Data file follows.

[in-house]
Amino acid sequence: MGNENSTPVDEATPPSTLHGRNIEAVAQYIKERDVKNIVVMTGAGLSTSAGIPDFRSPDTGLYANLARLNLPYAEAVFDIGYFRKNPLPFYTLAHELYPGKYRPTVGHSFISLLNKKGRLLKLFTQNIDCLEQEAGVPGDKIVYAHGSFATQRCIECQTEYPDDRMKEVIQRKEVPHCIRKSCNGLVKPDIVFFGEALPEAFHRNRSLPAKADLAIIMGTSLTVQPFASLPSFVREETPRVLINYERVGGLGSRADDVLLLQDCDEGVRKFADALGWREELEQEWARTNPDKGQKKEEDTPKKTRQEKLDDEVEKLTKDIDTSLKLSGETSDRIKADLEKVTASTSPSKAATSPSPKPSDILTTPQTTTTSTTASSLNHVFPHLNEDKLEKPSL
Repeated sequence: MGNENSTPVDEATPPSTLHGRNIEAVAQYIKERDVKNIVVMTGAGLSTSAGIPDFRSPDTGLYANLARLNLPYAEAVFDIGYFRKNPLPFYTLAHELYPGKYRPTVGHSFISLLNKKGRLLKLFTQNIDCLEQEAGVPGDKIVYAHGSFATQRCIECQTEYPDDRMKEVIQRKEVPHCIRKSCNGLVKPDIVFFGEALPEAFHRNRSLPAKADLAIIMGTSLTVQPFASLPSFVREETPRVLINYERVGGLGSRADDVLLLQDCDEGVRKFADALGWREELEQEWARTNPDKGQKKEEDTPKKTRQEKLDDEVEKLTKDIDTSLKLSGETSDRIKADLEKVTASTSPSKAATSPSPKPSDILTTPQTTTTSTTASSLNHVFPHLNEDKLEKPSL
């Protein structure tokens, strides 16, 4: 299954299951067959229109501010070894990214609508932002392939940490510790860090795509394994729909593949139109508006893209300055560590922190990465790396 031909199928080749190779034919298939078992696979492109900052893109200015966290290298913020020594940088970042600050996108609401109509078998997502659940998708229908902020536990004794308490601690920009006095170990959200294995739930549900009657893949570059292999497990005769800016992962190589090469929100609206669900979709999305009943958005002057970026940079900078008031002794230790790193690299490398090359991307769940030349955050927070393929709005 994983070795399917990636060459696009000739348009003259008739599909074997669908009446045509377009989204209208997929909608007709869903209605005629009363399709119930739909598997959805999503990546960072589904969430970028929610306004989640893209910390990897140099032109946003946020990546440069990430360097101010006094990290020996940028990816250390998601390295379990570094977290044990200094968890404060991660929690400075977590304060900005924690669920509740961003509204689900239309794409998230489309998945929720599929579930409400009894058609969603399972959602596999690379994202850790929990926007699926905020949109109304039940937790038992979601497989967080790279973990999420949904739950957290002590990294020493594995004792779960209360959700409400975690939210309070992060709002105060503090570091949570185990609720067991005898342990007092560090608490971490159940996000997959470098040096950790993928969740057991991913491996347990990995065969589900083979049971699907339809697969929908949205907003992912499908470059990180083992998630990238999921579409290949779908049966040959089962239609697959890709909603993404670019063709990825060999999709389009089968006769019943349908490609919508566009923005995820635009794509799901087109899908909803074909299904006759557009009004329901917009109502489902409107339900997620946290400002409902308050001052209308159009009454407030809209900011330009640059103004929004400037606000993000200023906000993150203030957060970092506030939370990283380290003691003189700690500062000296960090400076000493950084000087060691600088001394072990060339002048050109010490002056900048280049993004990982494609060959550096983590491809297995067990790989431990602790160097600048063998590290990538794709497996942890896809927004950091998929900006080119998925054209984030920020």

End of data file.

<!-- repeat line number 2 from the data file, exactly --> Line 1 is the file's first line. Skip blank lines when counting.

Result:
Amino acid sequence: MGNENSTPVDEATPPSTLHGRNIEAVAQYIKERDVKNIVVMTGAGLSTSAGIPDFRSPDTGLYANLARLNLPYAEAVFDIGYFRKNPLPFYTLAHELYPGKYRPTVGHSFISLLNKKGRLLKLFTQNIDCLEQEAGVPGDKIVYAHGSFATQRCIECQTEYPDDRMKEVIQRKEVPHCIRKSCNGLVKPDIVFFGEALPEAFHRNRSLPAKADLAIIMGTSLTVQPFASLPSFVREETPRVLINYERVGGLGSRADDVLLLQDCDEGVRKFADALGWREELEQEWARTNPDKGQKKEEDTPKKTRQEKLDDEVEKLTKDIDTSLKLSGETSDRIKADLEKVTASTSPSKAATSPSPKPSDILTTPQTTTTSTTASSLNHVFPHLNEDKLEKPSL